Originally published in the News Star and the Shreveport Times on Sunday, October 16, 2016.
Question: I was on the fast track in a big corporate job in Chicago, but once I got a taste of what that life was going to be like, I realize I don’t want to live like that. Now I’m faced with taking a similar job in my field (back here at home) or taking a chance on doing something a little crazy, but following my dreams. What do you think?
Answer: I think you need to learn how to make decisions.
Because you’re going to be making them for the rest of your life and the consequences of what you decide will shape the course of your life.
Tony Evans says it this way, “You can choose your choices. Or you can choose your consequences. But you cannot choose both.”
Rid yourself of any inclination that you can avoid making a decision. Making no choice is making a choice. When it comes your turn to decide, “I pass” is not one of your available options.
So while there are no perfect decisions, we can continuously improve the quality of the process by which we make decisions.
Let’s take a look at two extremes and then zero in on the preferred approach.
Too hot. Some decisions are made too quickly. Others with too much emotion and not enough thought. When your decision making process is too hot, it usually means you are reacting to something, or more precisely, being controlled by that reaction.
Too cold. Other decisions are made too slowly. Procrastination rules the day because we don’t want to make a choice. Rather than not enough thought, the “too cold” approach over-thinks a decision. Whether afraid, ambivalent or apathetic, we delay pulling the trigger on a decision. The result is that the decision is effectively made for us, either by others or by circumstances we allow to transpire.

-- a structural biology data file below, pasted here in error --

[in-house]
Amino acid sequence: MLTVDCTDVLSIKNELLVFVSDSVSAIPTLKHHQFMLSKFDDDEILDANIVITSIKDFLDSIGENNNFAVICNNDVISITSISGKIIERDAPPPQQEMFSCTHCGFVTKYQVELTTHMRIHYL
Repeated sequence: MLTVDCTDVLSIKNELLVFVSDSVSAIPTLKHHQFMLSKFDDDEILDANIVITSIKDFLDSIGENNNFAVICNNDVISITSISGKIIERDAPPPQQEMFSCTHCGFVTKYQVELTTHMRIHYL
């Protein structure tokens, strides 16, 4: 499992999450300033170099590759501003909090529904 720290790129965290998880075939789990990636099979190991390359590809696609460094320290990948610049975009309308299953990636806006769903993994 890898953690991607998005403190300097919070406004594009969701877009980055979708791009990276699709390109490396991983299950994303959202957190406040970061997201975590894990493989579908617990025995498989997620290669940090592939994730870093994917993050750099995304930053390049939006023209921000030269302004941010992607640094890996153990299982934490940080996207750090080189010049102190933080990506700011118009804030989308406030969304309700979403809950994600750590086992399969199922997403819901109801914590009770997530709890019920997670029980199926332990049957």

Just right. Good decision making takes into account many important factors at the same time. A great analogy is the 2 to 3 seconds a quarterback has in a game of football to decide what to do on a pass play.
Once the ball is snapped, the quarterback is looking at both his own players and those of the opposing team. Some of those players are “covering” the quarterback’s own teammates, attempting to prevent them from catching any pass thrown in their direction. Other opposing players weigh 300 pounds and are lumbering at full speed towards the quarterback, hoping against hope they can catch him this time and separate one part of his body from another.
A good quarterback is hyper aware of time: he only has a few precious seconds to decide.
He must be aware of risks: some opposing players want to intercept passes; others just want to use the quarterback as a trampoline.
Finally, the quarterback must know what is most valuable to him at this time: does his team need a first down? Do they need to advance the ball a long way on this one play, or do they have several plays left? Is he trying to score a touchdown, or simply position his team to kick a field goal?
Not a bad set of questions to ask yourself:
What is most important now? What is most valuable to me at this time in my own game (of life)?
What are the risks and how do I avoid them? Don’t try to avoid all risks – you’ll never leave your house in the morning. Decide which ones are worth taking to gain what is important to you now.
How much time do I have in the game? None of us are guaranteed tomorrow. But you can check the averages. If you’re in the early stages of the game, you may be willing to take greater risks, knowing you’ve got time to make up any losses. If you are late in the game, and have unfinished business, you may choose to take few risks for different reasons.
At the end of life, a few people regret what they have done. Most regret what they have not done.
Which risk are you most willing to take?
It’s time to decide.
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